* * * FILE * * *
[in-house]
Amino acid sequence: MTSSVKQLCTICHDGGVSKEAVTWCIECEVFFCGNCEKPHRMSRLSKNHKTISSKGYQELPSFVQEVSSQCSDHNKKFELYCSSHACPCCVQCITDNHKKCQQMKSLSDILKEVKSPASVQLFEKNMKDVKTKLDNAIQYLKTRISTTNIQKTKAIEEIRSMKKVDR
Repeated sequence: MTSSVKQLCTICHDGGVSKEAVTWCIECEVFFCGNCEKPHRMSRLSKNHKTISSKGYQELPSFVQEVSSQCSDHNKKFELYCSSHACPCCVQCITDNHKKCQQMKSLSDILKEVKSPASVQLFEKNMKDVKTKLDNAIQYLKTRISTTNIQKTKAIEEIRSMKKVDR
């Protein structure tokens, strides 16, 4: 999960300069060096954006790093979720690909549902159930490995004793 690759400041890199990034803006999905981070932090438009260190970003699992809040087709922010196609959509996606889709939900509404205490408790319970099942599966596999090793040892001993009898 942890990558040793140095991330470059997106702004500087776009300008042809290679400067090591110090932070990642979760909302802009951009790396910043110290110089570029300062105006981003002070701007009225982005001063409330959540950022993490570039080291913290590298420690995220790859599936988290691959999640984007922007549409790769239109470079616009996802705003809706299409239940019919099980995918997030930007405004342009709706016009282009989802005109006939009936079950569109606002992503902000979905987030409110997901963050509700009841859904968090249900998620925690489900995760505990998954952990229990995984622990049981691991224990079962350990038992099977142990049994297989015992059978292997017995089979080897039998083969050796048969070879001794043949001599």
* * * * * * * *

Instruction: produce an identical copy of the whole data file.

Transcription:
[in-house]
Amino acid sequence: MTSSVKQLCTICHDGGVSKEAVTWCIECEVFFCGNCEKPHRMSRLSKNHKTISSKGYQELPSFVQEVSSQCSDHNKKFELYCSSHACPCCVQCITDNHKKCQQMKSLSDILKEVKSPASVQLFEKNMKDVKTKLDNAIQYLKTRISTTNIQKTKAIEEIRSMKKVDR
Repeated sequence: MTSSVKQLCTICHDGGVSKEAVTWCIECEVFFCGNCEKPHRMSRLSKNHKTISSKGYQELPSFVQEVSSQCSDHNKKFELYCSSHACPCCVQCITDNHKKCQQMKSLSDILKEVKSPASVQLFEKNMKDVKTKLDNAIQYLKTRISTTNIQKTKAIEEIRSMKKVDR
């Protein structure tokens, strides 16, 4: 999960300069060096954006790093979720690909549902159930490995004793 690759400041890199990034803006999905981070932090438009260190970003699992809040087709922010196609959509996606889709939900509404205490408790319970099942599966596999090793040892001993009898 942890990558040793140095991330470059997106702004500087776009300008042809290679400067090591110090932070990642979760909302802009951009790396910043110290110089570029300062105006981003002070701007009225982005001063409330959540950022993490570039080291913290590298420690995220790859599936988290691959999640984007922007549409790769239109470079616009996802705003809706299409239940019919099980995918997030930007405004342009709706016009282009989802005109006939009936079950569109606002992503902000979905987030409110997901963050509700009841859904968090249900998620925690489900995760505990998954952990229990995984622990049981691991224990079962350990038992099977142990049994297989015992059978292997017995089979080897039998083969050796048969070879001794043949001599």